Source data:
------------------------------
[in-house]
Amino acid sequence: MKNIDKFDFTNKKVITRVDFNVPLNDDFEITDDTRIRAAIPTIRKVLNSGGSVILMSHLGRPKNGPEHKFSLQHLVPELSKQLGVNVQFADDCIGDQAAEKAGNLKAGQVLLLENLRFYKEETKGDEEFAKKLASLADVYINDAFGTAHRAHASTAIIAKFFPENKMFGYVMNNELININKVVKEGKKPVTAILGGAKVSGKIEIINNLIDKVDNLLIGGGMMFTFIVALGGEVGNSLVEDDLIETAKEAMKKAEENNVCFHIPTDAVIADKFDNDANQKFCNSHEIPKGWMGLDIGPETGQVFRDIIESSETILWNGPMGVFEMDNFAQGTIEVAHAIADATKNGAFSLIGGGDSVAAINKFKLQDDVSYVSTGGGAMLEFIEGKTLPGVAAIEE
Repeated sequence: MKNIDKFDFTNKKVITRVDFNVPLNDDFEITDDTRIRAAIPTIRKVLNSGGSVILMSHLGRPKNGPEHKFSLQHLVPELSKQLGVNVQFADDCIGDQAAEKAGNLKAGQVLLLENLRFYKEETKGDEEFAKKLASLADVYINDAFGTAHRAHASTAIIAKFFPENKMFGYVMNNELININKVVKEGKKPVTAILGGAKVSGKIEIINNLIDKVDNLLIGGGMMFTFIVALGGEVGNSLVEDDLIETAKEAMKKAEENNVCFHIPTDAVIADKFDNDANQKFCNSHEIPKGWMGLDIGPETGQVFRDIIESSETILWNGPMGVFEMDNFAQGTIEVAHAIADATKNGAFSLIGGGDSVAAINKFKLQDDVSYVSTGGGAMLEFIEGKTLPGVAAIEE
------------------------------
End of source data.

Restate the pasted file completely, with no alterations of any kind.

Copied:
[in-house]
Amino acid sequence: MKNIDKFDFTNKKVITRVDFNVPLNDDFEITDDTRIRAAIPTIRKVLNSGGSVILMSHLGRPKNGPEHKFSLQHLVPELSKQLGVNVQFADDCIGDQAAEKAGNLKAGQVLLLENLRFYKEETKGDEEFAKKLASLADVYINDAFGTAHRAHASTAIIAKFFPENKMFGYVMNNELININKVVKEGKKPVTAILGGAKVSGKIEIINNLIDKVDNLLIGGGMMFTFIVALGGEVGNSLVEDDLIETAKEAMKKAEENNVCFHIPTDAVIADKFDNDANQKFCNSHEIPKGWMGLDIGPETGQVFRDIIESSETILWNGPMGVFEMDNFAQGTIEVAHAIADATKNGAFSLIGGGDSVAAINKFKLQDDVSYVSTGGGAMLEFIEGKTLPGVAAIEE
Repeated sequence: MKNIDKFDFTNKKVITRVDFNVPLNDDFEITDDTRIRAAIPTIRKVLNSGGSVILMSHLGRPKNGPEHKFSLQHLVPELSKQLGVNVQFADDCIGDQAAEKAGNLKAGQVLLLENLRFYKEETKGDEEFAKKLASLADVYINDAFGTAHRAHASTAIIAKFFPENKMFGYVMNNELININKVVKEGKKPVTAILGGAKVSGKIEIINNLIDKVDNLLIGGGMMFTFIVALGGEVGNSLVEDDLIETAKEAMKKAEENNVCFHIPTDAVIADKFDNDANQKFCNSHEIPKGWMGLDIGPETGQVFRDIIESSETILWNGPMGVFEMDNFAQGTIEVAHAIADATKNGAFSLIGGGDSVAAINKFKLQDDVSYVSTGGGAMLEFIEGKTLPGVAAIEE